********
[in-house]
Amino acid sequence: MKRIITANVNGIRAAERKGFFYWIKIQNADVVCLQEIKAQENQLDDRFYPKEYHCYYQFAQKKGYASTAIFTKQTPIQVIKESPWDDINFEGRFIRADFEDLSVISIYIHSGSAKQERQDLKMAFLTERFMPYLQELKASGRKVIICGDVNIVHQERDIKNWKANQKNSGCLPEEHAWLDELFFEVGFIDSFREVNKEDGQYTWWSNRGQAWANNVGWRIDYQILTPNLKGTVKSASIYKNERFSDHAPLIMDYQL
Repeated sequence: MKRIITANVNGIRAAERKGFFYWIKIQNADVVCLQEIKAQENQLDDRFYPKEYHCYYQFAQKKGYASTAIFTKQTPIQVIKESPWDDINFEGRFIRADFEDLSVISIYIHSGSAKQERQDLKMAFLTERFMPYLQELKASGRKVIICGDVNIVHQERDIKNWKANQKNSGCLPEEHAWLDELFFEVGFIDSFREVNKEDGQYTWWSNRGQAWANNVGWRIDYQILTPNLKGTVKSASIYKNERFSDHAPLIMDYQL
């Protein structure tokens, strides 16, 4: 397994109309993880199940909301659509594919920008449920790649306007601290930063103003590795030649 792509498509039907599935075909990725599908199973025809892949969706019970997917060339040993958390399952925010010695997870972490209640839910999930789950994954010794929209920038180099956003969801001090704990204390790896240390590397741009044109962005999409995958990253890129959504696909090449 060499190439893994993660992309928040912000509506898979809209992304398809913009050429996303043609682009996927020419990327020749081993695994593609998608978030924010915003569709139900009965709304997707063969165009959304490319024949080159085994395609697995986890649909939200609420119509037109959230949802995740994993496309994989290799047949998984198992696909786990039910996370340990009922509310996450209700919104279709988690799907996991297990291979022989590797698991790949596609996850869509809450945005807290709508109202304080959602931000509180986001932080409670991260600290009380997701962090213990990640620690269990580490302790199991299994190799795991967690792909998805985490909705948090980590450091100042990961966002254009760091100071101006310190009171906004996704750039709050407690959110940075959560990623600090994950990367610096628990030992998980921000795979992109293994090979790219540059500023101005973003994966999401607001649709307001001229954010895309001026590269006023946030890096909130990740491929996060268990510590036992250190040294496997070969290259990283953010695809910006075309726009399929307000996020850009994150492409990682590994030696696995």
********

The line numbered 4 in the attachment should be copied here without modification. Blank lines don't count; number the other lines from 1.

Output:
């Protein structure tokens, strides 16, 4: 397994109309993880199940909301659509594919920008449920790649306007601290930063103003590795030649 792509498509039907599935075909990725599908199973025809892949969706019970997917060339040993958390399952925010010695997870972490209640839910999930789950994954010794929209920038180099956003969801001090704990204390790896240390590397741009044109962005999409995958990253890129959504696909090449 060499190439893994993660992309928040912000509506898979809209992304398809913009050429996303043609682009996927020419990327020749081993695994593609998608978030924010915003569709139900009965709304997707063969165009959304490319024949080159085994395609697995986890649909939200609420119509037109959230949802995740994993496309994989290799047949998984198992696909786990039910996370340990009922509310996450209700919104279709988690799907996991297990291979022989590797698991790949596609996850869509809450945005807290709508109202304080959602931000509180986001932080409670991260600290009380997701962090213990990640620690269990580490302790199991299994190799795991967690792909998805985490909705948090980590450091100042990961966002254009760091100071101006310190009171906004996704750039709050407690959110940075959560990623600090994950990367610096628990030992998980921000795979992109293994090979790219540059500023101005973003994966999401607001649709307001001229954010895309001026590269006023946030890096909130990740491929996060268990510590036992250190040294496997070969290259990283953010695809910006075309726009399929307000996020850009994150492409990682590994030696696995």